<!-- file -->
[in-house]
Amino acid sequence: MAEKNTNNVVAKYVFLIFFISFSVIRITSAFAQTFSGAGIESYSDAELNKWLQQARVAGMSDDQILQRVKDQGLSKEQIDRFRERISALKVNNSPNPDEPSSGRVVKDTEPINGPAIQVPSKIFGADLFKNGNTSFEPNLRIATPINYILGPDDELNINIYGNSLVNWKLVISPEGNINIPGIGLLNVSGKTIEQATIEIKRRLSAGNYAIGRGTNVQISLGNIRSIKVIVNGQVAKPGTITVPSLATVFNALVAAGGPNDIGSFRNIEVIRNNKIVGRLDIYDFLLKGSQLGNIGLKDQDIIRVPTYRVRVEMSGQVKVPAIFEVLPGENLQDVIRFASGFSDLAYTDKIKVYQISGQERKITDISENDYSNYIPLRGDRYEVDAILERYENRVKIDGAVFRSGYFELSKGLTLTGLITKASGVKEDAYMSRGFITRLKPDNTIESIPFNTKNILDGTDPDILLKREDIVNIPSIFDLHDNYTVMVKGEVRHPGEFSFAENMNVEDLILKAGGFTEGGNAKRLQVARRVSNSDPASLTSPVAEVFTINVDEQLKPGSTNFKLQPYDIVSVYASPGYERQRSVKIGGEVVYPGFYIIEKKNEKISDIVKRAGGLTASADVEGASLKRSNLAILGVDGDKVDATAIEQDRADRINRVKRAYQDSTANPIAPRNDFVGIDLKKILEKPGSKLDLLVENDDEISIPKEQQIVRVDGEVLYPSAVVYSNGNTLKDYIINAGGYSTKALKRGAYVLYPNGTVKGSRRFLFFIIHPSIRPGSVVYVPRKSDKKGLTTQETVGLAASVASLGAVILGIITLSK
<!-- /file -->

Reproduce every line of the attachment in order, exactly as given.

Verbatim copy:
[in-house]
Amino acid sequence: MAEKNTNNVVAKYVFLIFFISFSVIRITSAFAQTFSGAGIESYSDAELNKWLQQARVAGMSDDQILQRVKDQGLSKEQIDRFRERISALKVNNSPNPDEPSSGRVVKDTEPINGPAIQVPSKIFGADLFKNGNTSFEPNLRIATPINYILGPDDELNINIYGNSLVNWKLVISPEGNINIPGIGLLNVSGKTIEQATIEIKRRLSAGNYAIGRGTNVQISLGNIRSIKVIVNGQVAKPGTITVPSLATVFNALVAAGGPNDIGSFRNIEVIRNNKIVGRLDIYDFLLKGSQLGNIGLKDQDIIRVPTYRVRVEMSGQVKVPAIFEVLPGENLQDVIRFASGFSDLAYTDKIKVYQISGQERKITDISENDYSNYIPLRGDRYEVDAILERYENRVKIDGAVFRSGYFELSKGLTLTGLITKASGVKEDAYMSRGFITRLKPDNTIESIPFNTKNILDGTDPDILLKREDIVNIPSIFDLHDNYTVMVKGEVRHPGEFSFAENMNVEDLILKAGGFTEGGNAKRLQVARRVSNSDPASLTSPVAEVFTINVDEQLKPGSTNFKLQPYDIVSVYASPGYERQRSVKIGGEVVYPGFYIIEKKNEKISDIVKRAGGLTASADVEGASLKRSNLAILGVDGDKVDATAIEQDRADRINRVKRAYQDSTANPIAPRNDFVGIDLKKILEKPGSKLDLLVENDDEISIPKEQQIVRVDGEVLYPSAVVYSNGNTLKDYIINAGGYSTKALKRGAYVLYPNGTVKGSRRFLFFIIHPSIRPGSVVYVPRKSDKKGLTTQETVGLAASVASLGAVILGIITLSK